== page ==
Painting Sir William

I absolutely love portrait work!

Painting a portrait of someone you know and respect is a privilege. Depending on the role the subject played in your life the experience can also be emotional, profound in the most personal way.

There is just something about bringing to life human emotion on canvas (however subtle it may be) that is truly fulfilling. This work is extremely special to me and I have loved every moment spent working on it… 81 hours spread over +- 7 months to give you an idea.

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As explained in a previous blog (https://www.robynansellart.com/portrait-of-an-old-friend/)  I first met Rhampo when I worked in the Tuli Block back in 2007.This particular spot in Tuli was quite far from everywhere. Not everyone’s ‘cup of tea’  it was wild and charming, remote and captivating, quite evocative in its own special way. To me, it was paradise.

William Thipe Pilane, known to us as “Rhampo” or “Sir William” affectionately had been the grounds caretaker from 1960 until the land was bought by the owners  in 1985, with the intention of building an intimate 5 star safari lodge.  Rhampo was then employed as a member of staff .He was a true gentleman, kind, softly spoken, exceptionally wise and well respected as an elder by all who worked with him, myself included. He was extremely hard working, sweeping the lodge walkways spotless each and every morning, clearing the car park of any Mopani leaf or seed pod that dared gather there in the hours between his attendance. Rhampo had very kind eyes. When he wasn’t working he would sit quietly in the shade,  atop an old paint bucket, observing his surroundings, watching over us with a soft smile on his face. I always found his eyes to be reflective of something pleasant, quiet laughter perhaps. He was a patient man, always encouraging my attempts to speak Setswana.  He had a wonderful sense of humor too. We would often end up in fits of laughter when I said something incorrectly in my efforts to converse daily pleasantries in his native tongue.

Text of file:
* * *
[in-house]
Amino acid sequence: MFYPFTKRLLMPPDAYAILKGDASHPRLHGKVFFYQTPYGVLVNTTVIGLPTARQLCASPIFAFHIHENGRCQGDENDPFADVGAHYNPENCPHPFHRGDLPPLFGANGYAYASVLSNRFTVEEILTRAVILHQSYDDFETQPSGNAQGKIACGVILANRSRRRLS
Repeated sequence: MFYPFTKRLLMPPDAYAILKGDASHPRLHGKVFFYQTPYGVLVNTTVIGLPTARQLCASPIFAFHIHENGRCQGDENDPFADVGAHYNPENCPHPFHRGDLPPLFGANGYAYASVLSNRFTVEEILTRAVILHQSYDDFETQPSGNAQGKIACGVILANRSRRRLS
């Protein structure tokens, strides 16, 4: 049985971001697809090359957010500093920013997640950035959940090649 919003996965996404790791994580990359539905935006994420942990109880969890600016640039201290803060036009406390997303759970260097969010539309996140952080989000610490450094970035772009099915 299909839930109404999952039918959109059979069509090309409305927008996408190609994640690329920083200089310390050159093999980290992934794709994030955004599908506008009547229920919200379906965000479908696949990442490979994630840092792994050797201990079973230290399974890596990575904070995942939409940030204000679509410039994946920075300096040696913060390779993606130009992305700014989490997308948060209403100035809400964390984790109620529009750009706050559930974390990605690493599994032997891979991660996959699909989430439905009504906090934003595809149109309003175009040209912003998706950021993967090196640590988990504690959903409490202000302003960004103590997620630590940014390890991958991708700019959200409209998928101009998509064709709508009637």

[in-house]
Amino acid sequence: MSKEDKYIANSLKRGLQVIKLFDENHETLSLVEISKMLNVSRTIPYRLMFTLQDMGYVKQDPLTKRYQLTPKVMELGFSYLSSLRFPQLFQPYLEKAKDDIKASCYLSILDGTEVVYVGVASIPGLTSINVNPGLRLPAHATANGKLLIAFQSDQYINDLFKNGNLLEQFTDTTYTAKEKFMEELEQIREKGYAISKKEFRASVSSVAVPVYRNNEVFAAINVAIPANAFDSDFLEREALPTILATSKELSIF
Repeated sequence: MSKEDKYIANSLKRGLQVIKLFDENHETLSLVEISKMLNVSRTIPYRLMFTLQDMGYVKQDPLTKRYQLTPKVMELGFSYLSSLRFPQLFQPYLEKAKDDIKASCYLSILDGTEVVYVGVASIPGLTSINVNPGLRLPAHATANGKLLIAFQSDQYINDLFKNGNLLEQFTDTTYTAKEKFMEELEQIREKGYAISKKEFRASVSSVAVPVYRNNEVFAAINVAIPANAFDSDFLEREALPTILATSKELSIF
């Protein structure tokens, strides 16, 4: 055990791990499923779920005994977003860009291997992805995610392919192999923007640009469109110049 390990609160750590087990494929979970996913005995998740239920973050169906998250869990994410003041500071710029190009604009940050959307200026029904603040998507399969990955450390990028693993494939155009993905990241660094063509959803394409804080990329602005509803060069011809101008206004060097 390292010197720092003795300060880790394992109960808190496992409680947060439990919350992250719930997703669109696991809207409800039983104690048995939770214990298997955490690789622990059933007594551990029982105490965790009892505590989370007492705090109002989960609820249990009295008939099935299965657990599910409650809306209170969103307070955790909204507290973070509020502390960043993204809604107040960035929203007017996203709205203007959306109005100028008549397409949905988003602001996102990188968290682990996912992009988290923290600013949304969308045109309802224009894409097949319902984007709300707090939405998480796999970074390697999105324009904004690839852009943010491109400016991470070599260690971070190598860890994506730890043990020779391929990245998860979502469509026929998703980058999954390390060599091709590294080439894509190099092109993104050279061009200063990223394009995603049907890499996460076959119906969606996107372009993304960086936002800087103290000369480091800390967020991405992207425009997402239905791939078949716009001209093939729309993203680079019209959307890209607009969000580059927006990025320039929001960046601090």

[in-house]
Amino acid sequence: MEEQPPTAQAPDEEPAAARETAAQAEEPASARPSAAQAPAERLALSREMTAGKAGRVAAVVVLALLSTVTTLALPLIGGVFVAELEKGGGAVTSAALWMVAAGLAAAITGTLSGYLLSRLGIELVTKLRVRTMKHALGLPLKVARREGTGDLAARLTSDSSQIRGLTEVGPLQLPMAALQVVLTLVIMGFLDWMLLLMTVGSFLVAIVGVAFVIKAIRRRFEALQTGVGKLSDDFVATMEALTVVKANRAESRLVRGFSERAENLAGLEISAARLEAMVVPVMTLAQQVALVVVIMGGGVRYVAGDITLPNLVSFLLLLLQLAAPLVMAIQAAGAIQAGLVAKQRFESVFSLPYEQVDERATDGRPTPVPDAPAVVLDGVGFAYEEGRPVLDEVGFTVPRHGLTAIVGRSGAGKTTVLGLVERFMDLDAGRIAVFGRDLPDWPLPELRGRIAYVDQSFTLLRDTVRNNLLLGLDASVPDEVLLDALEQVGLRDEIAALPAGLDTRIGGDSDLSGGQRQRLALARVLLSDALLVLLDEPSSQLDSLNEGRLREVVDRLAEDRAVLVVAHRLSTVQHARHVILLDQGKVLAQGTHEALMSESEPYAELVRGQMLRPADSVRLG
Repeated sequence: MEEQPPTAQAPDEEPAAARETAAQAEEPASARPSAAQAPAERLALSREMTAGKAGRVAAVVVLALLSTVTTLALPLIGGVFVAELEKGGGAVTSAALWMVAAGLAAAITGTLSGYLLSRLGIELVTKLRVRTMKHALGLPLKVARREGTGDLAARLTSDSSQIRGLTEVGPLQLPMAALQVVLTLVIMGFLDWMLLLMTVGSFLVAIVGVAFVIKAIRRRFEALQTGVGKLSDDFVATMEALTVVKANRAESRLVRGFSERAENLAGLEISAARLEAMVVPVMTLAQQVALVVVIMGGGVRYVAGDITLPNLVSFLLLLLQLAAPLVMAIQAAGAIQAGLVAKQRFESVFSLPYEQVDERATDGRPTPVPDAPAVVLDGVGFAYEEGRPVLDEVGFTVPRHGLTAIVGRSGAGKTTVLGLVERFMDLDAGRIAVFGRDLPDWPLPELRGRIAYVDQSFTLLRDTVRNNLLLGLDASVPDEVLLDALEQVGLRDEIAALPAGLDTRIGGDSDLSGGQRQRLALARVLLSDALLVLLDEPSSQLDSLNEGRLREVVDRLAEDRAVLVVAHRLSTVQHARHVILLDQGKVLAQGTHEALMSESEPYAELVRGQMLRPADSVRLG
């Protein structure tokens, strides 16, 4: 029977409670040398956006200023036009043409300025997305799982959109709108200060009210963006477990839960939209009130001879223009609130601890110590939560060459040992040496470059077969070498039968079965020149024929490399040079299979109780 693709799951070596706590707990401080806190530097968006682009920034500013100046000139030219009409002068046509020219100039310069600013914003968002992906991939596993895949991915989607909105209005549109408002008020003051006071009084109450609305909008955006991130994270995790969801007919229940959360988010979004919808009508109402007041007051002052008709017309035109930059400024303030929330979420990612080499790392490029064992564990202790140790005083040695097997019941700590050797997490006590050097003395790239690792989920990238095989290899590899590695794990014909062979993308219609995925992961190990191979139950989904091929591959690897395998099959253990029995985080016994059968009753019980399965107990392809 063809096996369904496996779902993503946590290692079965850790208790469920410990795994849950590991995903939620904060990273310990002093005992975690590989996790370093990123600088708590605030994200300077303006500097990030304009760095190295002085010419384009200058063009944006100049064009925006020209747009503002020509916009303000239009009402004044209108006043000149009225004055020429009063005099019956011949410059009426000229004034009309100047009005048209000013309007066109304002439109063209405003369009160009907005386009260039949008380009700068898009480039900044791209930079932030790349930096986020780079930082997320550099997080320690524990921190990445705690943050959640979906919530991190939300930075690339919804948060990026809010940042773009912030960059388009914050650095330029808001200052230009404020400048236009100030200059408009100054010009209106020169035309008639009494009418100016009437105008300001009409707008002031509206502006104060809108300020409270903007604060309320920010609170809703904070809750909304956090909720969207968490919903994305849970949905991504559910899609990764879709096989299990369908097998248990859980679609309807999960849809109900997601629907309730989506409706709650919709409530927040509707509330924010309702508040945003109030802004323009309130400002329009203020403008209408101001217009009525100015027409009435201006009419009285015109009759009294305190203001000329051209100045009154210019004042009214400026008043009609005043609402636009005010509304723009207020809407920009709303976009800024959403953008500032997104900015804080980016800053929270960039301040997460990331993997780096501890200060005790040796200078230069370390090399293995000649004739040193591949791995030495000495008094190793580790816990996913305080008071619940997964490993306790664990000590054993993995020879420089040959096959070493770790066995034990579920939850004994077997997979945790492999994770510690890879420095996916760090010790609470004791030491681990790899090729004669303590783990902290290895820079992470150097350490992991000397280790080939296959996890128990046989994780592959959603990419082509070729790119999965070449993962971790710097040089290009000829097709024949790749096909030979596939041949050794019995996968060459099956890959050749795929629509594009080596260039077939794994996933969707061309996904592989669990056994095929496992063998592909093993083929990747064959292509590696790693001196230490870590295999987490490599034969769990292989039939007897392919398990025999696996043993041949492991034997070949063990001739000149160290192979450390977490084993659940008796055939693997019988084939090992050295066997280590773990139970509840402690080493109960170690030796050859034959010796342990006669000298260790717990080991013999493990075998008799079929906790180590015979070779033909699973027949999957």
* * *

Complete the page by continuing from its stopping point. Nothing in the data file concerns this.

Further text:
I last visited Tuli in 2009, by this stage Rhampo had retired and was living happily with his family in his home village near Semolale.


Each time I go through  my Tuli photographs, I feel an immediate connection to them, something resonates within me when I look at them. I am transported directly back to the time, to the place, to the people, each of the components that played such an integral part in a time of my life that I loved so much. Spending so many hours working on Rhampo’s portrait, knowing the man behind the picture; I’m not sure I can find adequate words to convey what it has meant to me. My time in Tuli was extremely personal and I can only think to reason that the painting experience is perhaps an emulation of the bigger picture.  I feel humbled by the complexity of it all.


I’ll never forget arriving In Botswana for the first time. The staff members were extremely intrigued by my painting equipment and there were a few requests throughout my stay for personal portraits to be done (life-size of course). Needless to say my lack of painting experience combined with the minimal materials and painting equipment I had managed to haul across the Limpopo River , those requests were never met. I took photographs of them instead which I developed during a leave stint in SA, bringing them back to my friends to put up on the walls of their homes.


I feel a sense of accomplishment knowing that I have completed at least one portrait from my time spent in Tuli.


Shortly after deciding to paint this piece I contacted the lodge owner to see if there was any way of getting in touch with Rhampo to inform him of my plans. Astonishingly, I was told that he had passed away just three months before, peacefully in his sleep. I feel a sense of peace and comfort knowing the man Rhampo was and knowing too the life he lead, however, I am deeply saddened that I will never get the chance to present him with his portrait.


I know my old friend would have been exceptionally proud to have had his portrait painted and I like to think that he would have been pleased with the finished product. I feel quite satisfied with my efforts. I love the subtlety that was captured the day I took the photograph because Rhampo was in fact an incredibly “subtle person”, in the purest, most discerning and dignified sense of the word.  He was the most subtle yet extraordinarily effective human being.


I love this piece.


It is the perfect reminder of the most special journey, and the most wonderful old man who showed me what it truly meant to take pride in the work that you do.



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